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Hartley wins for Toyota in Portugal
By Damion Smy
Monday 17th April, 2023 - 10:22am
New Zealand’s Brendon Hartley has taken a dominant victory with co-drivers Sébastien and Buemi Ryo Hirakawa to deliver Toyota back-to-back wins on the World Endurance Championship.
Hartley’s #8 Toyota GR Hybrid started from pole for the 6 Hours of Portimao and, with Sebastien Buemi at the wheel, dropped to third off the start.
Yet the Swiss driver was back in the lead as the clock ticked over the first hour and the #8 Toyota was never headed as it scored a crushing victory, completing 222 laps of the 4.653km Portuguese circuit for the team’s fourth consecutive win and 41st victory from 78 WEC races.
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The winning Toyota had a significant margin over the second-placed #50 AF Corse Ferrari of Antonio Fuoco, Miguel Molina and Nicklas Nielsen, which Hartley lapped in the final hour.
The #6 Penkse Porsche of Kevin Estre, Andre Lotterer and Laurens Vanthoor finished in third place – giving the Porsche 963 its first WEC podium and third in two days after its double podium maiden victory in IMSA at Long Beach.
It was bittersweet for the Toyota team, with any hope of a repeat of its one-two at Sebring thwarted after officials forced the #7 GR Toyota Hybrid to pit in order to replace a control rear driveshaft sensor, taking it out of contention after seven minutes in the pits.
“I feel for car #7. They were pushing us hard and I am sure it would have been another close finish between us as it usually is,” said Hartley.
“It was a great race, and everything went perfectly; no mistakes by the drivers or on pit stops, we had the right strategy and the car was faultless. It was nice to drive from start to finish so a massive thanks to the team.
“I feel proud of their great work over the first two races. We have maximised our performance using all the experience we gained over the years because the competition is getting strong.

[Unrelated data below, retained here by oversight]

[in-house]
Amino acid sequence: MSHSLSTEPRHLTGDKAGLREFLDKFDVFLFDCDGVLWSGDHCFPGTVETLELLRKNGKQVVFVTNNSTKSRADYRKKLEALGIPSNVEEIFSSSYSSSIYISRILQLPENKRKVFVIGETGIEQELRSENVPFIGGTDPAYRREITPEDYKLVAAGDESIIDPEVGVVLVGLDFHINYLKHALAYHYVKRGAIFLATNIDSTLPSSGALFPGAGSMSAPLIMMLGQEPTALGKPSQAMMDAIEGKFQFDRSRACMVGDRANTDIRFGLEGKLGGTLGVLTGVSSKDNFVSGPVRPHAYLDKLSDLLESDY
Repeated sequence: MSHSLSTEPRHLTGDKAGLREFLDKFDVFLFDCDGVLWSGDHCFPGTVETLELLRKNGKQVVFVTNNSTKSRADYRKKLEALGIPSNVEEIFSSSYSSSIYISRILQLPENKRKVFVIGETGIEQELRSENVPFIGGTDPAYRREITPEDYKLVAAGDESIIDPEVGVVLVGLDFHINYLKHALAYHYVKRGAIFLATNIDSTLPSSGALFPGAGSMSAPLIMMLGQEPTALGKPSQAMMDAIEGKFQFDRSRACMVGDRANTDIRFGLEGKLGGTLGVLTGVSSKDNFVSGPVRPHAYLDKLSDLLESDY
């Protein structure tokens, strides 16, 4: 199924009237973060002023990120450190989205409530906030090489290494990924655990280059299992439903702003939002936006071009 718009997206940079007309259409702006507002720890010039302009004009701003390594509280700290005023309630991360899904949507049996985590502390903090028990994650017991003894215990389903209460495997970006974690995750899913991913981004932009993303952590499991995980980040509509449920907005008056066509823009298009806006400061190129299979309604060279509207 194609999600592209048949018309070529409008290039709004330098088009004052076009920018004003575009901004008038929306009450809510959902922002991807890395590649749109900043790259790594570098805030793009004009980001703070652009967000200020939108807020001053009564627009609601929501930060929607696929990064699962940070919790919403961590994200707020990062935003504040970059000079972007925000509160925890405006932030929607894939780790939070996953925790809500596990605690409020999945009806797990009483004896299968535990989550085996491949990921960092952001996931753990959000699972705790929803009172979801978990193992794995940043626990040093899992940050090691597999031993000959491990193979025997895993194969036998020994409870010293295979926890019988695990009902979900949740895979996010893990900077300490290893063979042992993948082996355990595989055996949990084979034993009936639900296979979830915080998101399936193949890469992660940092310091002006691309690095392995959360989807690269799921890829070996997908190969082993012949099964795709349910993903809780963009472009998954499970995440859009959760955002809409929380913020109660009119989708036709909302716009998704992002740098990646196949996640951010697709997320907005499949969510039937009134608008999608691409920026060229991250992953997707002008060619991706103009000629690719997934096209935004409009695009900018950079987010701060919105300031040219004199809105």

2022 World Champion Hartley had qualified the #8 Gazoo Racing Hybrid on pole position at the Algarve International Circuit with the #7 GR Hybrid Toyota team-mate of Mike Conway and Sébastien Buemi sharing the front row, with the Ferraris locking out row two ahead of the #6 Porsche.
The start of the race saw James Calado in the #51 Ferrari 499P split the Toyotas, pushing the #8 Toyota with Sébastien Buemi at the wheel to third as the #7 led the field. That set up an early battle as Buemi mounted an attack on the Ferrari, making the move at the hairpin five minutes into the six-hour event, by which time the leading Toyota was 4.9s ahead.
That put the two Ferraris back together in third and fourth, with Calado at the wheel of #51 being told over team radio to let the #50 Ferrari by – the Brit arguing that it was traffic, not pace, that had impacted his lap times and that he shouldn’t have to let Nicklas Nielsen in the sister Ferrari past.
A similar argument was simmering ahead of them between the two Toyotas, with Buemi telling the team that he was faster than Conway, the team suggested an orchestrated position switch – but instead an aggressive, hard-fought pass while overtaking a lapped car put the #8 Toyota in front with just over five hours remaining.
After 80 minutes of running, officials instructed the second-placed #7 Toyota to replace a rear-left driveshaft sensor. Hypercar regulations mandate that performance is monitored by standardised torque sensors on the driveshafts, which must function at all times.
The #7 lost 11 minutes in the pits, re-joining in 34th and finishing ninth, seven laps behind the winning Toyota. Conway set the fastest lap of the race.
The #51 Ferrari’s chances of podium disappeared after brake problems which saw it switch off its hybrid system, losing pace to come home sixth behind the #94 Peugeot Total Energies 9X8 Hypercar of Loic Duval, Gustavo Menezes and Nico Mueller but ahead of the #93 Peugeot that had started from pit lane after steering issues.
Australian Ryan Briscoe finished eighth in the Glickenhaus 007 he drove with Romain Dumas and Olivier Pla ahead of the #7 Toyota, with the #5 Porsche Penske 963 10th.
The battle for LMP2 and GTE Am classes was far closer, with the race’s only Safety Car an hour from the end sparked by Jacques Villeneuve, who crashed at Turn 10 with suspected brake failure in the Floyd Vanwall Hypercar.
Oliver Jarvis, Giedo van der Garde and Josh Pierson won LMP2 by a mere 0.684s over United Autosports team-mates Phil Hanson, Frederick Lubin and Ben Hanley.
The GTE victory was taken by just 0.260s, with the #83 AF Corse Ferrari with Alessio Rovera at the wheel attacking Nick Catsburg in the #33 Corvette in the closing stages all the way to the finish line.
Round 3 of the World Endurance Championship will be the 6 Hours of Spa-Francorchamps in Belgium Sunday April 29.
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